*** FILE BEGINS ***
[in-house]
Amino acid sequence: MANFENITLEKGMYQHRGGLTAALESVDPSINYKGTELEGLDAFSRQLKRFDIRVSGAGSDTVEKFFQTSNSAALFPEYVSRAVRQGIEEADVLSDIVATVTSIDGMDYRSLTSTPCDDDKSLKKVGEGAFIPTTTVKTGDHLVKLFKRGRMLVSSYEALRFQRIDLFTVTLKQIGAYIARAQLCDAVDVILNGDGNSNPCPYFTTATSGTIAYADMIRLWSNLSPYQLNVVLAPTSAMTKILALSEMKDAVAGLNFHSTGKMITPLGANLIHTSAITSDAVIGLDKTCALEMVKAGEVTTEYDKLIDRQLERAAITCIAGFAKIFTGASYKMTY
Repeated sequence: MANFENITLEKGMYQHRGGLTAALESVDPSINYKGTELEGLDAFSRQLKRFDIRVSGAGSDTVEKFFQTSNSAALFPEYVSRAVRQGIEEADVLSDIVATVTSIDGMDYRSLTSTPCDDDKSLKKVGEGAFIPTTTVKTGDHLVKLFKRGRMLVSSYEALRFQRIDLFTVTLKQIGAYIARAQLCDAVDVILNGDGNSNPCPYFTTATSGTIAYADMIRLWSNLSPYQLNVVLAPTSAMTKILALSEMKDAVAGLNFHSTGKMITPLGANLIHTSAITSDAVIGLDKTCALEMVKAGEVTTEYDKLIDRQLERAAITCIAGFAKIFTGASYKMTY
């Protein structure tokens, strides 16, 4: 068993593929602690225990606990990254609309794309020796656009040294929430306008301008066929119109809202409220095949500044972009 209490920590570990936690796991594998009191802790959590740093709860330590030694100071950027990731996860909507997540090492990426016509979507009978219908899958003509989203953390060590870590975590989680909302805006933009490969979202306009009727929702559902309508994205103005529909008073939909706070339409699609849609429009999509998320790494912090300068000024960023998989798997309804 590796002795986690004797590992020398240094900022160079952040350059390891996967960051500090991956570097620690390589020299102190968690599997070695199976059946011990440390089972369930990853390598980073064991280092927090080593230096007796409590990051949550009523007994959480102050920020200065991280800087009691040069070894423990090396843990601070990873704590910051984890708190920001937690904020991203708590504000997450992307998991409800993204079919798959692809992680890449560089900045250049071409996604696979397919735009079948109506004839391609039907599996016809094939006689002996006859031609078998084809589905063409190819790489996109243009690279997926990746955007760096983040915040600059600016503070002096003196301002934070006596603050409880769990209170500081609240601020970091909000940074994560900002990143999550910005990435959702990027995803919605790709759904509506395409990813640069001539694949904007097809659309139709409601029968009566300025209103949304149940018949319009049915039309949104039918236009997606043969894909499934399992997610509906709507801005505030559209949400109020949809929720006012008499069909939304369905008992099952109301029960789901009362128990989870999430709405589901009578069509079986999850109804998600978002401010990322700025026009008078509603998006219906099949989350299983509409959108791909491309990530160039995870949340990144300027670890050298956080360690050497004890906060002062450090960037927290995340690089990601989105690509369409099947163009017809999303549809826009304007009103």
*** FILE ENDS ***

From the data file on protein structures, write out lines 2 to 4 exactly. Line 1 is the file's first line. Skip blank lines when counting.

Amino acid sequence: MANFENITLEKGMYQHRGGLTAALESVDPSINYKGTELEGLDAFSRQLKRFDIRVSGAGSDTVEKFFQTSNSAALFPEYVSRAVRQGIEEADVLSDIVATVTSIDGMDYRSLTSTPCDDDKSLKKVGEGAFIPTTTVKTGDHLVKLFKRGRMLVSSYEALRFQRIDLFTVTLKQIGAYIARAQLCDAVDVILNGDGNSNPCPYFTTATSGTIAYADMIRLWSNLSPYQLNVVLAPTSAMTKILALSEMKDAVAGLNFHSTGKMITPLGANLIHTSAITSDAVIGLDKTCALEMVKAGEVTTEYDKLIDRQLERAAITCIAGFAKIFTGASYKMTY
Repeated sequence: MANFENITLEKGMYQHRGGLTAALESVDPSINYKGTELEGLDAFSRQLKRFDIRVSGAGSDTVEKFFQTSNSAALFPEYVSRAVRQGIEEADVLSDIVATVTSIDGMDYRSLTSTPCDDDKSLKKVGEGAFIPTTTVKTGDHLVKLFKRGRMLVSSYEALRFQRIDLFTVTLKQIGAYIARAQLCDAVDVILNGDGNSNPCPYFTTATSGTIAYADMIRLWSNLSPYQLNVVLAPTSAMTKILALSEMKDAVAGLNFHSTGKMITPLGANLIHTSAITSDAVIGLDKTCALEMVKAGEVTTEYDKLIDRQLERAAITCIAGFAKIFTGASYKMTY
């Protein structure tokens, strides 16, 4: 068993593929602690225990606990990254609309794309020796656009040294929430306008301008066929119109809202409220095949500044972009 209490920590570990936690796991594998009191802790959590740093709860330590030694100071950027990731996860909507997540090492990426016509979507009978219908899958003509989203953390060590870590975590989680909302805006933009490969979202306009009727929702559902309508994205103005529909008073939909706070339409699609849609429009999509998320790494912090300068000024960023998989798997309804 590796002795986690004797590992020398240094900022160079952040350059390891996967960051500090991956570097620690390589020299102190968690599997070695199976059946011990440390089972369930990853390598980073064991280092927090080593230096007796409590990051949550009523007994959480102050920020200065991280800087009691040069070894423990090396843990601070990873704590910051984890708190920001937690904020991203708590504000997450992307998991409800993204079919798959692809992680890449560089900045250049071409996604696979397919735009079948109506004839391609039907599996016809094939006689002996006859031609078998084809589905063409190819790489996109243009690279997926990746955007760096983040915040600059600016503070002096003196301002934070006596603050409880769990209170500081609240601020970091909000940074994560900002990143999550910005990435959702990027995803919605790709759904509506395409990813640069001539694949904007097809659309139709409601029968009566300025209103949304149940018949319009049915039309949104039918236009997606043969894909499934399992997610509906709507801005505030559209949400109020949809929720006012008499069909939304369905008992099952109301029960789901009362128990989870999430709405589901009578069509079986999850109804998600978002401010990322700025026009008078509603998006219906099949989350299983509409959108791909491309990530160039995870949340990144300027670890050298956080360690050497004890906060002062450090960037927290995340690089990601989105690509369409099947163009017809999303549809826009304007009103």